The problem with taking a quick glance at a data visualization like the column chart above is that it is missing important information; it is data “in a vacuum,” but the real world (and especially the world of education) does not work that way. As much as people want to believe that test scores are the sole result and responsibility of the teacher, and a pure indicator of quality of education given, that is not true. Research has shown that all of the following factors can create an “at-risk” population of students:
- Primary language spoken in home (ie. English as a second language)
- Socioeconomic status
- Level of proficiency / prior knowledge students have at the beginning of the year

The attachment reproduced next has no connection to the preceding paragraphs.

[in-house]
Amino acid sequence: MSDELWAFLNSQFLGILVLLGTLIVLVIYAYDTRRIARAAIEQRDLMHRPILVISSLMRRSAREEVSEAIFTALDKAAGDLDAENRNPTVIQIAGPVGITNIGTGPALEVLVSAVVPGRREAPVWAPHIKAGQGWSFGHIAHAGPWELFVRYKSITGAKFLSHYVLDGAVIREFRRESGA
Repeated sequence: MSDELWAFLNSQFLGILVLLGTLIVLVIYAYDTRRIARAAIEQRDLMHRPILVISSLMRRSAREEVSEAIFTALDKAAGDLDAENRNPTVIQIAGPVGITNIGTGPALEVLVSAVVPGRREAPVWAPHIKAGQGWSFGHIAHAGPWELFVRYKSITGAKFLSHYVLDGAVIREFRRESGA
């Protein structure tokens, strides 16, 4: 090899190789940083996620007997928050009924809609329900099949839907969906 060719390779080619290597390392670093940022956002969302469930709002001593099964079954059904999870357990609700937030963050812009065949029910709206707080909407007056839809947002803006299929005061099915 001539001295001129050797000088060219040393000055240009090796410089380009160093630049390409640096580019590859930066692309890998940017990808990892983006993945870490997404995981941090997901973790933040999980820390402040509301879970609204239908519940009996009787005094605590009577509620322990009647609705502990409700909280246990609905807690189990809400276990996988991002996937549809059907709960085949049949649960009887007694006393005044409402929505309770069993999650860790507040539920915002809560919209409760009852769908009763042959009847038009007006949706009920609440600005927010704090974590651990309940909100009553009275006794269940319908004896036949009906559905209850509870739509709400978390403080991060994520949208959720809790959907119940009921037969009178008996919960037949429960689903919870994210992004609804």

I would like to place a particular emphasis on that final one. It seems like a no-brainer, but many people seem to assume that the level of proficiency a student has when entering a grade level has no bearing or affect on what a teacher can achieve with that student. It is true (as I will prove through the data), that deficits in knowledge can be overcome through effective strategies and interventions… but it does have an impact, and it does limit success, and it isn’t easy. I would also say that there are limits to what can actually be done; a student starting out the year one grade level behind has a significantly better chance of being rehabilitated than one entering 3 or 4 (or even more) grade levels behind in the prerequisite skills they are expected to have. But GROWTH MINDSET is something I believe in, and something that is important; what it tells us is that deficits can be overcome (it’s just, in many cases, a matter of effort… and time.)